Do you have earwax? What do you do with it? Have you noticed that since you started wearing hearing aids in your ears all day long that you seem to be building up more ear wax? We all have it. Some people produce more ear wax than others. In comparison, 1 in 10 children, 1 in 20 adults, and 1 in 3 older adults in the United States have excessive or impacted earwax. (Clinical Practice Guideline. Otolaryngology-Head Neck Surgery 201: 156:14) Earwax or the medical term "Cerumen" is produced by sloughed-off skin cells and secretions from the sebaceous and apocrine sweat glands (ceruminous glands) in the ear canal. Ear wax can thus be of different consistency. It may be dry and hard or perhaps flaky. It can also be wet and thick like honey. As ear wax remains in the ear and dries out it may become hard and impacted. It's one of those things that we may not know we have. After all, we can't see inside of our ears. In the United States, cerumen accumulation leads to over 12 million patient visits and 8 million cerumen removal procedures annually. (JAMA 2008)
Ear wax protects the skin of our ear canal from bacteria, fungi, insects, and bacteria. It is a natural lubricant and can aid in "self-cleaning' of the ear canal. However, sometimes it causes hearing problems if it becomes impacted or excessive. So, what do you do? Guidelines released by the American Academy of Otolaryngology in January 2017 give a little insight. First, don't use q-tips or cotton swabs, you can't see what you are doing, and you may push it down to the eardrum. If too much wax gets impacted at the eardrum it won't vibrate properly thus impeding your hearing. The cotton swabs may also irritate the skin and make it vulnerable to bacteria and infections. Use a soft washcloth to wipe out the ear entrance of your ear canal. If you know for certain that you do not have any holes in your eardrum you can also let warm water from the shower run in your ear canal as a rinse. Some people that have dry flaky wax may benefit from a drop of mineral oil formula or olive oil formula as weekly maintenance. Ask your hearing care provider if these are safe options for you. These new Guidelines also specifically state that "ear candling" is a procedure that patients should not do. There have been cases of external burns, ear canal obstruction from candle wax, and perforated eardrums.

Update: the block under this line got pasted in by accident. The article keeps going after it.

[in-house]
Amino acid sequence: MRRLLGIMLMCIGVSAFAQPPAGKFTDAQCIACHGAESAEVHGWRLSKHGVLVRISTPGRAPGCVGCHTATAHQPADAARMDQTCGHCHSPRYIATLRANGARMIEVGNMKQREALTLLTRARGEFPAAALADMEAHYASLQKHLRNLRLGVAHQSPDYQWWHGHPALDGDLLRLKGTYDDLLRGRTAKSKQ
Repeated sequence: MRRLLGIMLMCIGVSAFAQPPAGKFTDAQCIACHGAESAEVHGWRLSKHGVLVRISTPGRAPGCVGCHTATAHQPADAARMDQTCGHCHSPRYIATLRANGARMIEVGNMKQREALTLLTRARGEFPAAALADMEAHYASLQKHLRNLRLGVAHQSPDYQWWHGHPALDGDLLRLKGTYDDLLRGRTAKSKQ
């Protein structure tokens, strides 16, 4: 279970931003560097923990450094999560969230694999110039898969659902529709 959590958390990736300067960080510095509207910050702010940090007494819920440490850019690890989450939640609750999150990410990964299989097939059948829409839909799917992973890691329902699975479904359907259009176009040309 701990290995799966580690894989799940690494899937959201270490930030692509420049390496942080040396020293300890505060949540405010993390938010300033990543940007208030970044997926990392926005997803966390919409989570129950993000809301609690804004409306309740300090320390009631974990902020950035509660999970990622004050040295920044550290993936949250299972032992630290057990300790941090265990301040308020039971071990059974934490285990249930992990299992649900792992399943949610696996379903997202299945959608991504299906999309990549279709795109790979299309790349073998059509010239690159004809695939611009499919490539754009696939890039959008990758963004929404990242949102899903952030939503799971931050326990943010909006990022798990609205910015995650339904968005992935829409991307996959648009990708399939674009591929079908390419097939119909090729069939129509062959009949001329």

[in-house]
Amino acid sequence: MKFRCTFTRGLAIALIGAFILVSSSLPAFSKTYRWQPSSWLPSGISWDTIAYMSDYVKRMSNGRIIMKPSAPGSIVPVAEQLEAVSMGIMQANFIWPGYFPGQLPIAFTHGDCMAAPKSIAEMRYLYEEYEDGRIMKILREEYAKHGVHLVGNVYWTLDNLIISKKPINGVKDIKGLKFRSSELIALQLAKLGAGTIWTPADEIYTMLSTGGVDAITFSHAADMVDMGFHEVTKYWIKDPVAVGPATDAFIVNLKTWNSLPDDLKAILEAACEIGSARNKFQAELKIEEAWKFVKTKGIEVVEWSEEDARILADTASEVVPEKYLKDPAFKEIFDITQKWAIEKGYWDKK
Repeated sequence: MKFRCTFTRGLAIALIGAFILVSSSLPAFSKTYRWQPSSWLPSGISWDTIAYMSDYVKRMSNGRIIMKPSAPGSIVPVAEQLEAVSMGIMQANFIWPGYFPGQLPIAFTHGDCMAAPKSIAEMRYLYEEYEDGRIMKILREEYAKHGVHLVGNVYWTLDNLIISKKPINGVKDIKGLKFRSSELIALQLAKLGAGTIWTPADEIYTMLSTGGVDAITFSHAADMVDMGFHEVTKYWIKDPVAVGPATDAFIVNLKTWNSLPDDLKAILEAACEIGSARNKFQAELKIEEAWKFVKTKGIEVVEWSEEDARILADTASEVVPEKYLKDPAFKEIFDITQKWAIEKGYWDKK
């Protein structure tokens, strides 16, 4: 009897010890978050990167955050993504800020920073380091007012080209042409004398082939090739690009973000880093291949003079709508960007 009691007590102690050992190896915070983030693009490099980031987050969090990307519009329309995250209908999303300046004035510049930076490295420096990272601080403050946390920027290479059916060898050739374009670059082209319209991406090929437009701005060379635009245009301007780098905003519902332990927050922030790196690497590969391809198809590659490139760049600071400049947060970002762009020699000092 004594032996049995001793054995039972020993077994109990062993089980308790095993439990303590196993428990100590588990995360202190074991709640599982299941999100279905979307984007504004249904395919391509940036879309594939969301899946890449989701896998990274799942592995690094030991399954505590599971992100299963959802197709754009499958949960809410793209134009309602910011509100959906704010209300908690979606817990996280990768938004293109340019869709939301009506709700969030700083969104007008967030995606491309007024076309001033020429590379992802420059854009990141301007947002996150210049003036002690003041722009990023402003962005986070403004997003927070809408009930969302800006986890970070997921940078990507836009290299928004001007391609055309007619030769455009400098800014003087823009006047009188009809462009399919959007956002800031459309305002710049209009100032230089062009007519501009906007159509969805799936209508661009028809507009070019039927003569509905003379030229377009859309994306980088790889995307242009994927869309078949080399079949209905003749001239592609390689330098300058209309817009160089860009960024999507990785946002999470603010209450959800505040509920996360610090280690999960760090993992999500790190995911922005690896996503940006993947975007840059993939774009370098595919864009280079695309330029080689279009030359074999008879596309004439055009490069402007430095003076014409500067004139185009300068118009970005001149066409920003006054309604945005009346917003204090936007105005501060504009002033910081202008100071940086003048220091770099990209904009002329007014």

I have many patients that use cotton swabs, ear candles, fingernails, paper clips, toothpicks, car keys, and LOTS of things that should NEVER go in your ear. If you feel blocked up, have ear pain, or ringing ears these symptoms may be caused by earwax blocking your canal. Don't stick something in your ear... Go see your hearing health care provider. To Hear Better Is To Live Better!